"Samsung is not some copyist," Verhoeven said. "Samsung is a major technology company that develops its own innovations." He said Samsung has been in the mobile market since 1991, long before Apple; spent $35 billion in R&D from 2005 to 2010; and employs 20,000 engineers and 1,000 designers. To be sure, much of that investment has nothing to do with the mobile market, but it's hard to deny that Samsung is an innovative company.
Pay the pornographer
Unlike my imaginary videos, here's one you can actually watch. It's a news clip from a TV station in Tucson -- KGUN-TV -- that investigated Jenny Phan's complaint.
Phan told the station that a lawyer for an adult movie outfit called Elegant Angel Productions sent her a letter accusing her of illegally downloading one of its productions. The on-air reporter said the movie has a title "we can't repeat on TV."
It appears that the movie company hired a security firm to find IP addresses associated with pirated content via BitTorrent. It then took those addresses to a judge, who ordered the ISP to turn over the names of the owners of those addresses to Elegant Angel.
"Cases like this, usually involving pornographic content, are very common," Mitch Stoltz, a staff attorney for the Electronic Frontier Foundation told me. At least 250,000 individuals have been named in group lawsuits over the last few years.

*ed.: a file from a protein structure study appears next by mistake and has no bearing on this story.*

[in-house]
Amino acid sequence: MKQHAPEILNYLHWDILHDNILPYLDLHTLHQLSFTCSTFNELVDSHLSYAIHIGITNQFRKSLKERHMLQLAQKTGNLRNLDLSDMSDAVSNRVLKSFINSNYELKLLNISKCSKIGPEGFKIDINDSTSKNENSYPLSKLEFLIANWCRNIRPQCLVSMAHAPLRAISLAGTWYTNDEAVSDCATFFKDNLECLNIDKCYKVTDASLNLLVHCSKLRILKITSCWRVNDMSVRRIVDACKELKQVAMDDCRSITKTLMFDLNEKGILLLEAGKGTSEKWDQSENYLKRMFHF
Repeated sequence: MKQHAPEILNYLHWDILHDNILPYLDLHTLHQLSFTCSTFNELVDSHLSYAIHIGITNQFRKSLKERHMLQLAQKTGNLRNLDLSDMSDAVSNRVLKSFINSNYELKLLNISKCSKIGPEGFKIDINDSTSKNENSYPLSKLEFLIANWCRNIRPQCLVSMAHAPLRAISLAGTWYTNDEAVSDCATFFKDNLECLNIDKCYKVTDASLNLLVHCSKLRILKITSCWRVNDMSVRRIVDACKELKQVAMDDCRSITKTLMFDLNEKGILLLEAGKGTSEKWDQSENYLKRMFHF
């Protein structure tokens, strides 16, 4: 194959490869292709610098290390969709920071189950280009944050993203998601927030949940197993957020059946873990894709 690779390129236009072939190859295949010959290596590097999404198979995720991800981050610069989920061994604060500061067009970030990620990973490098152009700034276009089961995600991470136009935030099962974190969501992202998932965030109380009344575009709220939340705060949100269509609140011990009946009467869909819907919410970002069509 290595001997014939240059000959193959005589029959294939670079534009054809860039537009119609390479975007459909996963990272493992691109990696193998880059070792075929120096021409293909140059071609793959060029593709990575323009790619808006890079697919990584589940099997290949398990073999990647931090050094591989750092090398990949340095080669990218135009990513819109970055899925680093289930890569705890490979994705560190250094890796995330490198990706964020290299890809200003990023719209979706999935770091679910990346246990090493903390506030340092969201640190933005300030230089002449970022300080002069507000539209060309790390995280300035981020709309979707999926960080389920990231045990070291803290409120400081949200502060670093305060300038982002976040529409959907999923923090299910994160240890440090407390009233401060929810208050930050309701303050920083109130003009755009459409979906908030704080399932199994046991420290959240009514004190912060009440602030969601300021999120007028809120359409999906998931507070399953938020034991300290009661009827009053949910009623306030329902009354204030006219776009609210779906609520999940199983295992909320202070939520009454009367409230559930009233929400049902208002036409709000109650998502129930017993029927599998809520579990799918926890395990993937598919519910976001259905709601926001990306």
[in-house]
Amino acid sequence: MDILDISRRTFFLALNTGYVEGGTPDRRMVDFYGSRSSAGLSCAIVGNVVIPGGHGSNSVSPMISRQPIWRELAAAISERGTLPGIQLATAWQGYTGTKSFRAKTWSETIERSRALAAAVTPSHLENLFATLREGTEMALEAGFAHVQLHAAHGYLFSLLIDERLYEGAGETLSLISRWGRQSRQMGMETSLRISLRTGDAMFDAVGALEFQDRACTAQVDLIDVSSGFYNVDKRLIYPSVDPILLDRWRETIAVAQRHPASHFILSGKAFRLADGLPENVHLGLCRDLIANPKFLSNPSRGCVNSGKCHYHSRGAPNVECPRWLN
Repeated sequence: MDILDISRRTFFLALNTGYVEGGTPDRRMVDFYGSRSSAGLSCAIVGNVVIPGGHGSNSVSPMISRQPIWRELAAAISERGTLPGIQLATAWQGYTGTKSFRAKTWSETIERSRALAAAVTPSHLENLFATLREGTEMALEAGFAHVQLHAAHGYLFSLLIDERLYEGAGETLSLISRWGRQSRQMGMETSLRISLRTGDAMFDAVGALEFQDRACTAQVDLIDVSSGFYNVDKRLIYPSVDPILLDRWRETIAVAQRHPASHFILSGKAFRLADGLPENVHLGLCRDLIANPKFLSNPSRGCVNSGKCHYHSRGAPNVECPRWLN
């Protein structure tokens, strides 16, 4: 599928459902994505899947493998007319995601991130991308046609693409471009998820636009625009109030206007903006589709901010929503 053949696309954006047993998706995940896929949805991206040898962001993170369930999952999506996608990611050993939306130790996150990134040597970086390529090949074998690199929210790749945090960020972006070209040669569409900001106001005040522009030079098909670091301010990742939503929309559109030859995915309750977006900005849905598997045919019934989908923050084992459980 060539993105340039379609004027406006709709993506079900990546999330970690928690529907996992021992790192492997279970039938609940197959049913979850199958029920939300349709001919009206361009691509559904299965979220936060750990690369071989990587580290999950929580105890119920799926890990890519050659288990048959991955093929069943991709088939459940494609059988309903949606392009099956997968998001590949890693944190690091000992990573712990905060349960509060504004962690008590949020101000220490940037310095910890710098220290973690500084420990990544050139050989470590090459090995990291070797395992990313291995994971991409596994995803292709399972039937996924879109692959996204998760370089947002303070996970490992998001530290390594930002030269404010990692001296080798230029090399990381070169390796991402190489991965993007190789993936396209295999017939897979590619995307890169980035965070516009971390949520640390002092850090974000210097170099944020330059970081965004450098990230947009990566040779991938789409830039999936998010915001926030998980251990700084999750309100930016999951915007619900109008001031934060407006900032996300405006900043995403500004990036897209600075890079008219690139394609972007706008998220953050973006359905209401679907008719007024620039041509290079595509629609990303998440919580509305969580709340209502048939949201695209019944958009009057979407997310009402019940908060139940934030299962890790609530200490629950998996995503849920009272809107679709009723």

There's a very common belief that if someone pirates your Wi-Fi connection or uses your computer without your permission, you are responsible for illegal downloads of copyrighted material. That's not true, says Stoltz; the law is quite clear. However, the lawyers who bring those cases use that misperception to convince innocent people that they had better pay up. Since $3,500 is just a fraction of the money it would take to fight a case in court, most people simply settle.
To be exact, cases like Phan's involve copyrights, not patents. But ultimately patents and copyrights are part of an intellectual property system that no longer works. Oracle sued Google over Java and Android, winning on a technicality, but was not awarded substantial damages; for all practical purposes, Google was the true winner. We'll see if Samsung can do the same in its patent battle with Apple. A real Oracle victory would have been a disaster, and that's equally true if Apple wins this case.
This article, "Patent wars gone wild: From silly to sleazy," was originally published by InfoWorld.com. Read more of Bill Snyder's Tech's Bottom Line blog and follow the latest technology business developments at InfoWorld.com. For the latest business technology news, follow InfoWorld.com on Twitter.